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  1. #1

    PET-G Thermoforming and Heat Treatment Safety

    I am planning on using PET-G in a project similar to this 3D printed arm brace. The manufacturing process involves submerging the 3D printed part into a pot of boiling water to heat the plastic to its glass transition temperature, then molding it around an object like a person's forearm so that as the part cools it accurately conforms to the arm's dimensions. After that I want to use my oven to heat treat the PET-G to improve its impact resistance. Before doing any of this, I want to ensure this process won't release any harmful vapors or carcinogens during manufacturing. I know PET-G is safe to print without ventilation and is considered food safe. However, is PET-G safe to thermoform and heat treat? Thank you for your help in advance.

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  3. #3
    Super Moderator curious aardvark's Avatar
    Join Date
    Jul 2014
    you're main concern should not be vapours - there won't be any.

    But unpeeling the 'cast' from the badly blistered skin of the persons arm.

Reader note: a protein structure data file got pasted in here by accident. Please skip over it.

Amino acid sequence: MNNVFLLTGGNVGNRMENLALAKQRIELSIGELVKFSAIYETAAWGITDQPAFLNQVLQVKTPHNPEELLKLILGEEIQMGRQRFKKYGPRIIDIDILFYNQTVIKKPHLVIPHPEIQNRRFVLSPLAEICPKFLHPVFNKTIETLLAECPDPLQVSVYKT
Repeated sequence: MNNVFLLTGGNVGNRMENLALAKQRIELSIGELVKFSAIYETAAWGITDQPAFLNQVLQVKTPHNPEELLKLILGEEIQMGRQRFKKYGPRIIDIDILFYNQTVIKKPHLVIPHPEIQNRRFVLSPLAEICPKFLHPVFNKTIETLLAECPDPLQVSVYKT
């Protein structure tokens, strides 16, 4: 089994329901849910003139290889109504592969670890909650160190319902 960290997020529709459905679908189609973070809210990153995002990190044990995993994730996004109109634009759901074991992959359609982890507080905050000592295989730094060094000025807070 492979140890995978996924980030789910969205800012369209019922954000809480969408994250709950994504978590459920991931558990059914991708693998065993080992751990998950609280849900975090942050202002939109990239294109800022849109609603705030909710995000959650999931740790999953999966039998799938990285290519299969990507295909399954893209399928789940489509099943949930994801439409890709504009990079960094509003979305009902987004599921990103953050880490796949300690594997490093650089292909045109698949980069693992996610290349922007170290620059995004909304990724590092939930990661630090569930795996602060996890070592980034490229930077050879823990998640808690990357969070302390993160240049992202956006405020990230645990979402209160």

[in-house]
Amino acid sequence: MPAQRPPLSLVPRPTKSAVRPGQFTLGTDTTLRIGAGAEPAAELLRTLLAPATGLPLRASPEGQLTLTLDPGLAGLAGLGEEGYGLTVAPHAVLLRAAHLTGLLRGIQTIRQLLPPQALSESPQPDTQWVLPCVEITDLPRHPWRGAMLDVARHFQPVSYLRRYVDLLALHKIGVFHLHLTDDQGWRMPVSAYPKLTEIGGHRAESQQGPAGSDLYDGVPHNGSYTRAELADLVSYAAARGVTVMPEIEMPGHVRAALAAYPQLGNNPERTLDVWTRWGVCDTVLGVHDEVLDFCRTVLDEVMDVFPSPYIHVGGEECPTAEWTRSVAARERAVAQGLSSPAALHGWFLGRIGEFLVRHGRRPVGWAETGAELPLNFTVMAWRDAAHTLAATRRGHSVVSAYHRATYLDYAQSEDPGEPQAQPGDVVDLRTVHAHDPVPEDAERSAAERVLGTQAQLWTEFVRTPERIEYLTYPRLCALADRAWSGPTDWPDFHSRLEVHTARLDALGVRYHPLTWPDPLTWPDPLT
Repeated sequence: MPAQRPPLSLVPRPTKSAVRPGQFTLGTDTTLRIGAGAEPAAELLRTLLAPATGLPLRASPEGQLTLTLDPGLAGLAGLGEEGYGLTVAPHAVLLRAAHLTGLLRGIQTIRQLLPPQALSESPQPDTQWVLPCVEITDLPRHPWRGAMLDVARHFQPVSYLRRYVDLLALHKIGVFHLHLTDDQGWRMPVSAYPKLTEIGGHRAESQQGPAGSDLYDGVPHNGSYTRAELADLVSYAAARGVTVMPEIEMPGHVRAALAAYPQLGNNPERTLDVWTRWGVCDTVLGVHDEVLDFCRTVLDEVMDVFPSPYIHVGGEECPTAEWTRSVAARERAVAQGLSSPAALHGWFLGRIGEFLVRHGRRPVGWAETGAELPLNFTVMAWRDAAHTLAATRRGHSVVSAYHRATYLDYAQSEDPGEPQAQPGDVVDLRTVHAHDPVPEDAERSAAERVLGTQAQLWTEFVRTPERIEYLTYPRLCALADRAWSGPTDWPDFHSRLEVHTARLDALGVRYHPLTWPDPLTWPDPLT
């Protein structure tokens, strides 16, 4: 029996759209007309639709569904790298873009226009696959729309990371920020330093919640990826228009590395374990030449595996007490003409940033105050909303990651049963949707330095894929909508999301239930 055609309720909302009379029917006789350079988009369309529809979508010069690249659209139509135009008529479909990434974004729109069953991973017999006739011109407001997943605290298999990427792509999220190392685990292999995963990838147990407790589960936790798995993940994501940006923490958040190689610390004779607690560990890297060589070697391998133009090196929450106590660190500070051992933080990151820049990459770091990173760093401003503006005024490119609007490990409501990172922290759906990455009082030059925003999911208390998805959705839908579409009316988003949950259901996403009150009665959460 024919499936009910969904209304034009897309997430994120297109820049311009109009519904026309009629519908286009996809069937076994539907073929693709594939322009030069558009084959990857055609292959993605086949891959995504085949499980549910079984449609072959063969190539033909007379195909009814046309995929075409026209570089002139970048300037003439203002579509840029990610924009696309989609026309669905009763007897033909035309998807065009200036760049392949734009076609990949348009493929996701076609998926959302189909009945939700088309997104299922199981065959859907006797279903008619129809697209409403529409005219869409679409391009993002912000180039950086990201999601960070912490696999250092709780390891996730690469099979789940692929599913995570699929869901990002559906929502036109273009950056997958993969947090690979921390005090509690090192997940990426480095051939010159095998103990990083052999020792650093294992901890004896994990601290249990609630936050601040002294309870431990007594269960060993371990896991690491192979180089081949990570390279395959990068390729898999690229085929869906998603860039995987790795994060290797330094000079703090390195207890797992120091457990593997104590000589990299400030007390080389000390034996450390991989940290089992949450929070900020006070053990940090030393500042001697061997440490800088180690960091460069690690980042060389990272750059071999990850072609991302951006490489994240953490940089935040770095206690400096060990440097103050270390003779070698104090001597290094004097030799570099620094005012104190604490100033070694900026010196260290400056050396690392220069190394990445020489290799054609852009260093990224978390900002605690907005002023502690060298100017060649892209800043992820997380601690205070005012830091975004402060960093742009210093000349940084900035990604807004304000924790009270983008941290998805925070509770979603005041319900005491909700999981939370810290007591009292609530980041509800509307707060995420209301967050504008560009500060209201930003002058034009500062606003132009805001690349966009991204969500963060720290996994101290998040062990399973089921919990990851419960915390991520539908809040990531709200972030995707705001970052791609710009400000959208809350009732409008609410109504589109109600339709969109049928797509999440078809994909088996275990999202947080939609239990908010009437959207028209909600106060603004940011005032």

For petg to be hot enough to mould that easily - I'm not sure boiling water will be sufficient and even if it isn't it would be more than hot enough to seriously blister and burn skin.

    I have a pet-g sink strainer that has boiling water poured over it regularly. It hasn't deformed at all after a couple of months use.

  4. #4
    The am cuff is typically made of PLA so the part can be molded with hot water. It is molded over plastic from with the approximate dimension of the recipients arm or just warped around a 2x4 to create a U shape. PETG is not going to work well for thermoforming as it needs a lot of heat to soften. This is why PETG is suggested for making parts that will sit out in the sun. If you want to try, do some google searches for "Thermoforming PETG" and see what is required heat wise.

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